Watch the Hot Guitar Solos of Sister Rosetta Tharpe, “America’s First Gospel Rock Star”

Many of us first encounter Sis­ter Roset­ta Tharpe—now deserved­ly known as the “God­moth­er of Rock and Roll”—in footage from her 1964 appear­ance on a Man­ches­ter rail­way plat­form. She arrives by car­riage, struts out before a dilap­i­dat­ed train sta­tion, plugs in her cus­tom Gib­son SG, and belts out in her pow­er­ful sopra­no, “Didn’t it rain, chil­dren!” for an audi­ence of spell­bound Brits. The tele­vised per­for­mance, part of The Amer­i­can Folk Blues Fes­ti­val that toured the coun­try between 1963 and 1966, made a sig­nif­i­cant impres­sion on blues and rock gui­tarists of the Inva­sion gen­er­a­tion.

Yet Tharpe’s influ­ence extends a gen­er­a­tion fur­ther back, to rock and roll’s acknowl­edged fore­fa­thers. She was 49 when Kei­th Richards and Eric Clap­ton had the chance to see her on TV, and had been tour­ing Europe since 1957, reviv­ing a career she launched in 1938 when she released her first sin­gle, “Rock Me,” and took the stage as a reg­u­lar per­former at the Cot­ton Club.

Born Roset­ta Nubin in Arkansas in 1915, she start­ed per­form­ing in church­es and revivals at 6, and scan­dal­ized many of her gospel fans by singing sec­u­lar music. But her force­ful, soar­ing voice and inno­v­a­tive gui­tar play­ing most­ly drew them back again, along with thou­sands of sec­u­lar admir­ers.

She was a rock and roll pio­neer in every respect: a gospel singer who crossed over onto the pop­u­lar charts, a black queer woman play­ing the fierce lead for mixed audi­ences dur­ing seg­re­ga­tion, fronting tour­ing bands that includ­ed the all-white Jor­danaires, best known for lat­er back­ing Elvis. She was “America’s first gospel rock star,” notes the Rock & Roll Hall of Fame intro­duc­tion above, before there were such things as rock stars. Her 1945 sin­gle “Strange Things Hap­pen­ing Every Day,” with its “hot gui­tar solo,” Will Her­mes writes at Rolling Stone, “was the first gospel sin­gle to cross over on the Bill­board race charts” and is some­times cit­ed as the first rock and roll song.

The fol­low­ing year, she met singer and piano play­er Marie Knight. The two became lovers, record­ed “Up Above My Head,” and toured togeth­er in the late 40s as a team before Tharpe mar­ried her third hus­band at Wash­ing­ton, D.C.’s Grif­fith Sta­di­um in front of 25,000 fans. At the height of her fame, “she influ­enced innu­mer­able… peo­ple who we rec­og­nize as foun­da­tion­al fig­ures in rock and roll,” says biog­ra­ph­er Gayle Wald. John­ny Cash named her as his favorite singer. “Every­one from Jer­ry Lee Lewis to Aretha Franklin” to Lit­tle Richard “cred­it her musi­cian­ship as an impor­tant influ­ence on them,” writes Erin White at Afrop­unk.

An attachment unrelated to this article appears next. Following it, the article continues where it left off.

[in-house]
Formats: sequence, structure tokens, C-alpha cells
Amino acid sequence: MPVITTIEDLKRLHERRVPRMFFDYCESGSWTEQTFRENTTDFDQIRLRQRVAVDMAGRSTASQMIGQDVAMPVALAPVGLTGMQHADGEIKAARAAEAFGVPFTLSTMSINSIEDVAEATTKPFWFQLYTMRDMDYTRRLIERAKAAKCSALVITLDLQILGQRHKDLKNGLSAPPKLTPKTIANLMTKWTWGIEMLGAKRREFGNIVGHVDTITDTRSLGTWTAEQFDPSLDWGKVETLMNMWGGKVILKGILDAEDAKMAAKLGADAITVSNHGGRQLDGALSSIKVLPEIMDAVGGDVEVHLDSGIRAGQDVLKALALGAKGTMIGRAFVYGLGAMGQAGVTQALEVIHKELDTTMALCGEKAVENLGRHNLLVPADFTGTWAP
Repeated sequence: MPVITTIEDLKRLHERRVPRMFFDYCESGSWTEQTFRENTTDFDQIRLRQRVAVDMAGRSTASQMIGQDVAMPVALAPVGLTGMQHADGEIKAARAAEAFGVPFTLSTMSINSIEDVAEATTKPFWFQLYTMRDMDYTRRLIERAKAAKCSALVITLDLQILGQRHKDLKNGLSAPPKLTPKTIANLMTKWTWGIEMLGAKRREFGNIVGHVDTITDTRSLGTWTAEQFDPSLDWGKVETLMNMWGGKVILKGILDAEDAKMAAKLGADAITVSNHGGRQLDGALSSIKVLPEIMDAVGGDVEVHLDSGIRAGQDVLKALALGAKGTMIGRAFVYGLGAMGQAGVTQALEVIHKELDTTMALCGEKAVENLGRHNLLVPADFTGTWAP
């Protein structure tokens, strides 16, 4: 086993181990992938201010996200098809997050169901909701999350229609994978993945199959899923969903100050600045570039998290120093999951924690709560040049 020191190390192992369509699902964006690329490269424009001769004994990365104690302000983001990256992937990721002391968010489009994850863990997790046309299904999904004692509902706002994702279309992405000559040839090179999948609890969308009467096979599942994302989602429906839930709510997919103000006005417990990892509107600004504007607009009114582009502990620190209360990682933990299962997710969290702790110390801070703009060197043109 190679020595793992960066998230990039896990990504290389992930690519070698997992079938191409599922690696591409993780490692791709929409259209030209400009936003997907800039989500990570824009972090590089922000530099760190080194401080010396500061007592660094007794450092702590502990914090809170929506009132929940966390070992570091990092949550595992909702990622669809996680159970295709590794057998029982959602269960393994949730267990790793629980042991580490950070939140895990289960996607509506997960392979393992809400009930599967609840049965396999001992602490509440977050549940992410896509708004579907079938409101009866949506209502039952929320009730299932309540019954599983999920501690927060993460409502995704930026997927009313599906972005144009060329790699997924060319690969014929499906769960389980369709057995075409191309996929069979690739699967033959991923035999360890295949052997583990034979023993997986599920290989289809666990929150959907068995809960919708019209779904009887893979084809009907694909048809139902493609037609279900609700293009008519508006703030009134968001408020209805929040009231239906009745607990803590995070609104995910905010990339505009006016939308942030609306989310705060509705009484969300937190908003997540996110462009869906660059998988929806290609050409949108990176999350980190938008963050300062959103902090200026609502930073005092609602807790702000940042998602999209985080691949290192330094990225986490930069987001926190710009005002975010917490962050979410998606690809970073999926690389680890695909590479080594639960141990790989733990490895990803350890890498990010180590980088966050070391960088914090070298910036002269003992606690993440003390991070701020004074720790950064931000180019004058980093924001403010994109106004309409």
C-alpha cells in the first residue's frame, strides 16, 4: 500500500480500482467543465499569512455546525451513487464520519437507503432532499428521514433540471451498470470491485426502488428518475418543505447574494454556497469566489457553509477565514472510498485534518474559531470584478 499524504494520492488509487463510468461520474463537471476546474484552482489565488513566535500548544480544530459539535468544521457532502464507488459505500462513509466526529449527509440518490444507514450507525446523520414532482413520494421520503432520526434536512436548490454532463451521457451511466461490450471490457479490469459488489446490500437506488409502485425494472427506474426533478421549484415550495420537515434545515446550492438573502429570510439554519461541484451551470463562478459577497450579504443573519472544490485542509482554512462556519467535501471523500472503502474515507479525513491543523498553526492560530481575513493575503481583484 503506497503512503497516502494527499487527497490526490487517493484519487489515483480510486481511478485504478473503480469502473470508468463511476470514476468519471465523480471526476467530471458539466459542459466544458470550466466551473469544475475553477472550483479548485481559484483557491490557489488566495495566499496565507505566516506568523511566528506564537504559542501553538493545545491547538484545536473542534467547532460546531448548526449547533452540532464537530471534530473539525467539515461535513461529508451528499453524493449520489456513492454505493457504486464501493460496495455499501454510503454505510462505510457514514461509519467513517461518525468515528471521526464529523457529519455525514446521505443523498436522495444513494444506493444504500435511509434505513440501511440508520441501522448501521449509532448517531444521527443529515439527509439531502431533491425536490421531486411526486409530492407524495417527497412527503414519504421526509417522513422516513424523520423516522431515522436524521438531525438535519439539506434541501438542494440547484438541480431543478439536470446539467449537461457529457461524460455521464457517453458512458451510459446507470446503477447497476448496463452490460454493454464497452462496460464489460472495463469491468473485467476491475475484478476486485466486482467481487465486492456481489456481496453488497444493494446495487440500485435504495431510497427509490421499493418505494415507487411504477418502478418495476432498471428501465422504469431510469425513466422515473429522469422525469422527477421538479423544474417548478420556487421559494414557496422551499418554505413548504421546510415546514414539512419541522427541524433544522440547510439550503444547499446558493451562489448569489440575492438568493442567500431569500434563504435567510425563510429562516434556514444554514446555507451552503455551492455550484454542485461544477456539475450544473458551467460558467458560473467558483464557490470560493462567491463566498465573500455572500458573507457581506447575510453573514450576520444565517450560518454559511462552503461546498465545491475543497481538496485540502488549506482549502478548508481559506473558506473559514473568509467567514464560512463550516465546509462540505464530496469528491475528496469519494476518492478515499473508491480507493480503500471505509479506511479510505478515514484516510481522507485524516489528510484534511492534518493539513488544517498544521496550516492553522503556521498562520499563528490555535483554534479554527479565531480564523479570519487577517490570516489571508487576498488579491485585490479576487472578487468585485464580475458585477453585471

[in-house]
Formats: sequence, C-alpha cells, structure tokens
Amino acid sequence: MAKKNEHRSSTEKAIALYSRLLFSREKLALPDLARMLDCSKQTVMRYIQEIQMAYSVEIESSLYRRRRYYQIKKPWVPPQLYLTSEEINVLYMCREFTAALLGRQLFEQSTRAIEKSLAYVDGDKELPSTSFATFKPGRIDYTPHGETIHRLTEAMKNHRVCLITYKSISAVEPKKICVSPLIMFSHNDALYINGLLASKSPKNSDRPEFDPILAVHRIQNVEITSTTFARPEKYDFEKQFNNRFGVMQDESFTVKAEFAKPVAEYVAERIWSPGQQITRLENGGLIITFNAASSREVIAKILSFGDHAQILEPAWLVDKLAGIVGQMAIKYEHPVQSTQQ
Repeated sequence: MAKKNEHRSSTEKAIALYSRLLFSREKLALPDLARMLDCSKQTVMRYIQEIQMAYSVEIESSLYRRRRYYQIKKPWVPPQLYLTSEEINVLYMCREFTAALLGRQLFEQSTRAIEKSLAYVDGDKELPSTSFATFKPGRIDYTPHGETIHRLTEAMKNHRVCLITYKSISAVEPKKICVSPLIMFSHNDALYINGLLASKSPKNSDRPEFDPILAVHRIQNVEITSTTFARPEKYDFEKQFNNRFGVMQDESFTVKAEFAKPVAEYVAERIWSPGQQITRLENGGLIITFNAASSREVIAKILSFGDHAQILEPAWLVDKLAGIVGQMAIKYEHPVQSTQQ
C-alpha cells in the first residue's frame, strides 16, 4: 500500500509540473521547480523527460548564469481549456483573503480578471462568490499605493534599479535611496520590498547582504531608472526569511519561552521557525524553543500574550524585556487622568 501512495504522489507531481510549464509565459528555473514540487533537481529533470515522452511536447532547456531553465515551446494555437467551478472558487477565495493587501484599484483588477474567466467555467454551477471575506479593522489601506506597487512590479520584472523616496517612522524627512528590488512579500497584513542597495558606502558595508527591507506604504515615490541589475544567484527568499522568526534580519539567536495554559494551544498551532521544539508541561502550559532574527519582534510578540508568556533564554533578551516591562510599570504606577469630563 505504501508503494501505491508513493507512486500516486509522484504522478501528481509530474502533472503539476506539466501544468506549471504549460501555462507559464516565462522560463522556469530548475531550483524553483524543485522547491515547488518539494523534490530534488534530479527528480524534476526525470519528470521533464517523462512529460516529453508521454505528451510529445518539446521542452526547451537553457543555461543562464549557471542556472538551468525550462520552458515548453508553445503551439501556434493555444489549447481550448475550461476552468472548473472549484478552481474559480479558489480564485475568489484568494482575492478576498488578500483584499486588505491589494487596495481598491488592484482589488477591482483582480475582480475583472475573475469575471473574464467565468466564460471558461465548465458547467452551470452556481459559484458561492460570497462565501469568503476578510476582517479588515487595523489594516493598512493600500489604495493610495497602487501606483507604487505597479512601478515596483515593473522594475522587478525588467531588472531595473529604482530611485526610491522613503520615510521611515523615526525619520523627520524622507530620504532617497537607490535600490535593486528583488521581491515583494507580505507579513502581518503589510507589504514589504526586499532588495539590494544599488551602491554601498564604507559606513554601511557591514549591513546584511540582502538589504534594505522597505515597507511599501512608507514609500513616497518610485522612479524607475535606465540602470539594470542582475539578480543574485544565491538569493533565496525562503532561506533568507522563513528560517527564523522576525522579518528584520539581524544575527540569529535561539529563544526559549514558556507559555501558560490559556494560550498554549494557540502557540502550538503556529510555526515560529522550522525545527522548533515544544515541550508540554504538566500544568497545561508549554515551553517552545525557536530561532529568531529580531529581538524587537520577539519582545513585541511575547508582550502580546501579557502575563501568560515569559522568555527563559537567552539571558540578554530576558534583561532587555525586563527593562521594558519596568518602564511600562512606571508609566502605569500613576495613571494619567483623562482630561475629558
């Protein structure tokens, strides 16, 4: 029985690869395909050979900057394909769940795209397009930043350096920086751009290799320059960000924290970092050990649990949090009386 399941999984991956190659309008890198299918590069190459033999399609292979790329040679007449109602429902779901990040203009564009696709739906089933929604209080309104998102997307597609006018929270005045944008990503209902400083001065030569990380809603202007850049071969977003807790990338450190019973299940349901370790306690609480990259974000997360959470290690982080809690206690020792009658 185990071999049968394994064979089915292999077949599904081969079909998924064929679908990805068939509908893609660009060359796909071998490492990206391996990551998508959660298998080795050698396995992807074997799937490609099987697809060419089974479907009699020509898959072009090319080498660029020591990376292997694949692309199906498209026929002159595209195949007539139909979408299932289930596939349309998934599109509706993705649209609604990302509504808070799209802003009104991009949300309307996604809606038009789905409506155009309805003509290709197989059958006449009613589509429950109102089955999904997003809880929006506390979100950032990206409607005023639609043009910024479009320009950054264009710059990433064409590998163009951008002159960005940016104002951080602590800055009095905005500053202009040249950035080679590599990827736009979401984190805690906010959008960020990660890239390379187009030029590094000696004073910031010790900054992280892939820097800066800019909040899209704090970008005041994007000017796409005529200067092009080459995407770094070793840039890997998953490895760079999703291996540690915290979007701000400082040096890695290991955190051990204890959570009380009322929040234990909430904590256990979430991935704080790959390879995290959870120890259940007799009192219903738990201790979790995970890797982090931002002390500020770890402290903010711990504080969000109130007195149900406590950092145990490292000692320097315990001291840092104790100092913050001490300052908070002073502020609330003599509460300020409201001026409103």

But it was her gui­tar skills that most awed musi­cians like Chuck Berry and Elvis. Pres­ley “loved Sis­ter Roset­ta,” the Jor­danaires’ Gor­don Stok­er remem­bers, espe­cial­ly her play­ing. “That’s what real­ly attract­ed Elvis: her pickin’.” Tharpe’s style con­tains with­in it a trea­sury of the ear­ly 20th-cen­tu­ry Amer­i­can pop­u­lar music that would trans­mute into R&B, rock­a­bil­ly, and rock and roll—from west­ern swing to coun­try to gospel to jazz to the blues. At the top of the post, see a com­pi­la­tion of solos from her tele­vised appear­ances, includ­ing some seri­ous shred­ding in lat­er con­certs in the late six­ties, broad­cast in col­or.

Tharpe con­tin­ued to tour the con­ti­nent until 1970, when she played her last con­cert in Copen­hagen. She died three years lat­er, near­ly obscure in her home coun­try, her lega­cy over­shad­owed by male artists. But we should hear her in Chuck Berry’s first records, and “when you see Elvis Pres­ley singing ear­ly in his career,” says Wald, “imag­ine he is chan­nel­ing Sis­ter Roset­ta Tharpe.” Thanks to revived inter­est in Tharpe herself—from Wald’s 2008 biog­ra­phy to her 2018 induc­tion in the Rock & Roll Hall of Fame—the “God­moth­er of Rock and Roll” con­tin­ues inspir­ing new play­ers to pick up the gui­tar, espe­cial­ly those who aren’t used to see­ing gui­tarists who look like them in gui­tar hero his­to­ry.

Relat­ed Con­tent:

Watch Rock Pio­neer Sis­ter Roset­ta Tharpe Wow Audi­ences With Her Gospel Gui­tar

Revis­it The Life & Music of Sis­ter Roset­ta Tharpe: ‘The God­moth­er of Rock and Roll’

New Web Project Immor­tal­izes the Over­looked Women Who Helped Cre­ate Rock and Roll in the 1950s

Mud­dy Waters and Friends on the Blues and Gospel Train, 1964

Josh Jones is a writer and musi­cian based in Durham, NC. Fol­low him at @jdmagness.

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